Mike and his wife Lynne, have a 5-year-old son Quinn, and a 2-year-old daughter, Caroline. They reside in Boston.
Assistant Coach Greg Brown
Greg Brown, one of the best defensemen in Boston College history, is in his seventh season as a member of Jerry York's staff. He began his coaching career in August of 2004 after completing a 12-year professional playing career.
Brown works closely with the team's defensemen and has worked extensively with special teams.
In his six-year tenure at the Heights, he has played an important role in BC's recent team successes that include four Hockey East Tournament titles, three consecutive Frozen Fours from 2006-08 and two national titles - in 2008 and 2010. Since his arrival, eight players have earned All-America honors.
A 1990 Boston College graduate, Brown was a two-time All-America first-team selection (1989 and 1990), a two-time Hobey Baker Award finalist and a two-time All-New England choice. He is one of only two players in Hockey East history to twice capture the league's Player of the Year honor. In 1994, Brown was one of four defensemen selected to the Hockey East All-Decade Team. He was inducted into Boston College's Varsity Club Hall of Fame in November 2004.
Brown played three seasons for the Eagles (1986-87, 1988-89 and 1989-90), serving as team captain in 1989-90. He missed the 1987-88 season while playing 55 games with U.S. National Team and then representing his country at the 1988 Winter Olympics in Calgary. Brown totaled 120 points - 24 goals and 96 assists - in 119 games. He ranks among Hockey East career leaders for defenseman scoring in assists (third), points (fourth) and goals (fifth).
Brown played for the United States in two Olympic Games. In addition to the 1988 Games, Brown played for Team USA in the 1992 Olympics in Albertville, France.
After graduation, Brown enjoyed a 12-year professional playing career. He spent four seasons in the National Hockey League, before moving to Europe to continue his career. In the NHL, he played with the Buffalo Sabres (1990-91, 1992-93), Pittsburgh Penguins (1993-94) and Winnipeg Jets (1994-95). In Europe, he played three seasons in Sweden (1995-96, 2001-02 and 2002-03), one season in Switzerland (1996-97) and four seasons in Germany (1997-98 through 2000-01).
Brown's older brother Doug also enjoyed an outstanding playing career - both at Boston College (1982-86) and the NHL. Doug Brown was a two-time All-America second-team selection (1985 and 1986) with the Eagles. He went on to a 15-year career in the NHL. Doug was inducted into the BC Varsity Club Hall of Fame along with Greg in 2004.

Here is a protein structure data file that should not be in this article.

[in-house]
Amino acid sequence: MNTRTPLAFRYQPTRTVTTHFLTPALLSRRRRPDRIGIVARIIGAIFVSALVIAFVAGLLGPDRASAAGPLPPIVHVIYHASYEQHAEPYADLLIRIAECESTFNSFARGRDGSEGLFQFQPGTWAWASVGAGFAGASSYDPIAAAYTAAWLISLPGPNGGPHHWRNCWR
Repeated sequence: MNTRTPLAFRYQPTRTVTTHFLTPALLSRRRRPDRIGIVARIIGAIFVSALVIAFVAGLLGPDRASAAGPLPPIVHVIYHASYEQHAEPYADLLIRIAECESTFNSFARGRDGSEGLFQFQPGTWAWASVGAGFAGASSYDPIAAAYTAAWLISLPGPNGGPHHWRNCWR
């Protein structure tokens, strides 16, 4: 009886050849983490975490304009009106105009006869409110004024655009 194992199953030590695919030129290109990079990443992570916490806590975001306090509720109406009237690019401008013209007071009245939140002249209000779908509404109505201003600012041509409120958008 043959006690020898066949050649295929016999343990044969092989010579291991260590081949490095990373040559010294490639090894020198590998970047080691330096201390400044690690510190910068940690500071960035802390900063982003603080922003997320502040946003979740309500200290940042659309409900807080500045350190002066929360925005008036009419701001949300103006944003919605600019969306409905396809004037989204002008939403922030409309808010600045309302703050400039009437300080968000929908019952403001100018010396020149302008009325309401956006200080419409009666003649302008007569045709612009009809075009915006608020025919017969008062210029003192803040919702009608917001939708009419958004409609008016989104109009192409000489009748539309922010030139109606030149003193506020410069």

Greg and his wife Katharine have two children, Ashley (12) and Peyton (10). They reside in Scituate.
Assistant Coach Jim Logue
Former Eagle goaltender Jim Logue is in his 18th season as a coach at Boston College.
Logue, who starred in net for the Eagles from 1959-1961, came to the Heights from Salem State where he served as an assistant coach for the 1991-92 and 1992-93 seasons.
Logue's tenure at Boston College didn't begin until December 1993, following a successful battle with leukemia. Diagnosed in September 1993 with Hairy Cell Leukemia, Logue entered St. Luke's Hospital in Houston, Texas. There he underwent 90 days of treatment using an innovative new drug to attack the illness. With the illness cured, Logue joined the coaching staff.
Logue has worked closely with the Eagles' goaltenders, molding several into elite goaltenders. Most notably Cory Schneider - the school's only first-team All-America goaltender. Schneider is the single-season record holder for shutouts (eight; 2005-06) and is the school's career leader in shutouts (15). In 1994, Logue watched Greg Taylor stonewall Harvard for the 2-1 Beanpot title victory. For his efforts, Taylor earned Beanpot MVP honors, as Logue himself had done in 1959. Logue also helped Scott Clemmensen (1998-2001) develop into one of college hockey's premier goaltenders. As a freshman, Clemmensen had established a NCAA regular-season record by holding opponents scoreless for 254:23. Clemmensen completed his college career as the school's career leader in wins (99) and shutouts (13), and the NCAA Tournament's career leader in wins (10) and saves (356).
Prior to his stint at Salem State, Logue was head coach at North Andover High School from 1980-1986. He also served two terms as assistant coach at Merrimack College -- from 1983-88 and from 1969-1978. While at Merrimack, Logue also served as a coach in the U.S. Olympic Program from 1972-1976.
The starting goaltender for the first game played in McHugh Forum (the Eagles' former home rink), Logue was a three-time All-East and All-New England selection (1959-1961) during his time at the Heights. His 2.17 goals against average in 1960-61 still ranks among the school's best.
Logue led the Eagles to Beanpot championships in 1959 and 1961, capturing Most Valuable Player honors for his performance in the 1959 tournament.
Logue was the goaltender on the 1968 U.S. Olympic squad. He recorded 65 saves versus the former Soviet Union in the Olympic Tournament.
A member of the Boston College Varsity Club Hall of Fame, Logue's hockey excellence was further recognized in 1999 when he was one of the initial three former players whose BC jersey was retired.
Jim and his wife Carina are the parents of five children. They reside in North Andover.